(Editor’s Note: It’s been longer than we would like since this show but Luna Honey are a wildly innovative and important DC band, and so we present this belated review of a recent concert.)
Experimental rock trio Luna Honey opened a recent turn at DC9 with a droning, wheezing, foreboding dirge of a song called “The Sky Is Blue” from their most recent album, and immediately enthralled the growing crowd gathering for a night of post-punk bands.
“The Sky Is Blue” hails from Luna Honey’s most latest record, Ballast, published via Blight Records and Venas Rotas Discos last October. On stage at DC9 on Feb. 26, vocalist Maura Pond trilled and warbled over the ominous oozing guitar and bass combo of Benjamin Schurrand Levi Flack respectively. Were you to look at this on paper, you might wonder if a song like “The Sky Is Blue” was some monastic if romantic indulgence. But seeing it live was a exciting, engaging experience that stirred the mind and body and left you wanting more.
Bear with me now, as I’m about to make one of those tired analogies that reviewers often make, but I have to imagine that watching Luna Honey live is akin to seeing Kate Bush from 1977 front the Velvet Underground from 1966.
A few songs later, Luna Honey also presented “Intervention” from their 2021 album, injecting a hypnotic, languid beat into an increasingly lilting vocal that sounded as if Maura were wearily talking to you while smoking a cigarette and sipping on cognac from a cafe sidewalk.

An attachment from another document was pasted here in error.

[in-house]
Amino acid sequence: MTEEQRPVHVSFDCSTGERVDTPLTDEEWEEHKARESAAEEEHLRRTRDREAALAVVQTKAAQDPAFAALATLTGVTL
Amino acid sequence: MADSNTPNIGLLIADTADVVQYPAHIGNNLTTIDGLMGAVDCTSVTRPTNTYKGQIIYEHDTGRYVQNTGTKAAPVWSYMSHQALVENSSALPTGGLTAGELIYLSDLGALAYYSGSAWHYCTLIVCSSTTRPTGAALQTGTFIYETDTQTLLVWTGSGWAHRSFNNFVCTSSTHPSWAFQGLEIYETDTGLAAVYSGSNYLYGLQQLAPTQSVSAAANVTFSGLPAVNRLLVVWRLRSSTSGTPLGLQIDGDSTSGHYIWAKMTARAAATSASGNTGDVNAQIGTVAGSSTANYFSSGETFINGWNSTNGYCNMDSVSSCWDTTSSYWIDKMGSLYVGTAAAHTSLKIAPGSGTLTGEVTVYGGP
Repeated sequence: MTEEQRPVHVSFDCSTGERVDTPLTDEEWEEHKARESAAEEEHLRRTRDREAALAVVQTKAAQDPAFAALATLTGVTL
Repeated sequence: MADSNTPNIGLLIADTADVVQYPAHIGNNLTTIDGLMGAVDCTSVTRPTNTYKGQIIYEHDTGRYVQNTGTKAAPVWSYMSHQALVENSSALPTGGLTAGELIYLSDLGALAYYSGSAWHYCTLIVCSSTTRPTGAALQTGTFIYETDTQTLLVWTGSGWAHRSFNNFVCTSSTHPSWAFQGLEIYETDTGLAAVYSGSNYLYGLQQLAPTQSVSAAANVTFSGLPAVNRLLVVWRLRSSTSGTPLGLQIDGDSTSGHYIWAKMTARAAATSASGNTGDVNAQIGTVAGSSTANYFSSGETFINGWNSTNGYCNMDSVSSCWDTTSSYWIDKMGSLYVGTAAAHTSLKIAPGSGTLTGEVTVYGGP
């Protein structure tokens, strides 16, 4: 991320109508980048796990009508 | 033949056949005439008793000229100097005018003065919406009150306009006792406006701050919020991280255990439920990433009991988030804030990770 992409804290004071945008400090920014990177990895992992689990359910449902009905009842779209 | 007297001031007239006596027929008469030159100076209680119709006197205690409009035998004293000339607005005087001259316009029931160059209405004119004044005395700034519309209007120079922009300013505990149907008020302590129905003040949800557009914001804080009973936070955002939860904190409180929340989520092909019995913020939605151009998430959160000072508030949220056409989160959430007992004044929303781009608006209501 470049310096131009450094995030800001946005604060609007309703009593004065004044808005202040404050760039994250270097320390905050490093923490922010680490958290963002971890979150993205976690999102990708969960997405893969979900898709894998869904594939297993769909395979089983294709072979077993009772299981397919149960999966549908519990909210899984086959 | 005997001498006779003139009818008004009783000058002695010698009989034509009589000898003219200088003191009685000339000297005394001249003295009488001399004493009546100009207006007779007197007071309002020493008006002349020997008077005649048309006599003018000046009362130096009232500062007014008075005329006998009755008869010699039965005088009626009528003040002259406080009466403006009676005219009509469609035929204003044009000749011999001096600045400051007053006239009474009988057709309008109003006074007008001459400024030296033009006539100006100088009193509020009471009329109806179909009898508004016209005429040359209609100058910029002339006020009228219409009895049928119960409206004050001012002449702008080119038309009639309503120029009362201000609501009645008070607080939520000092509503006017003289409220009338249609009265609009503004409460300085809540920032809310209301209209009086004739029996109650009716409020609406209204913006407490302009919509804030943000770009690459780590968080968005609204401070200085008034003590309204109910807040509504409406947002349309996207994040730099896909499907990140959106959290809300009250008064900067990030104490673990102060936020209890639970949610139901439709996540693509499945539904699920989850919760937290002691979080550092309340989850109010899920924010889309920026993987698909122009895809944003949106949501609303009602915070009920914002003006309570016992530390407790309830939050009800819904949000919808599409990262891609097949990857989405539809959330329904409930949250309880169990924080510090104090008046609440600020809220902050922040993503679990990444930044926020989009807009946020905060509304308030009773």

Watch a lyric video for “Intervention” by Luna Honey on YouTube:
The rest of the six-song set flew by too quickly, with Luna Honey performing to open New York City’s Pagaent Girls. In their set, the DC trio showcased selections from their four years or so of recording — including standout number “Rapture,” which distinctly felt like Nico hovering over a spaghetti Western soundtrack by Ennio Morricone. The effect was transporting, pleasing, and altogether absorbing.
Luna Honey took top marks in our 2019 Thrushie Awards for “Best DC Band,” and it’s little wonder. At the time, Luna Honey were riding high on their critically acclaimed 2018 record, Peace Will Grind You Down, which captured a lot of new listeners for the band. This was Luna Honey’s first public live performance since the end of pandemic lockdowns, and we can only imagine that a few of the selections performed at DC9 last month were new items slated for another fascinating album. Standy by for more ensuing buzz — err… droning.
Here are some pictures of Luna Honey performing at DC9 on Feb. 26, 2022.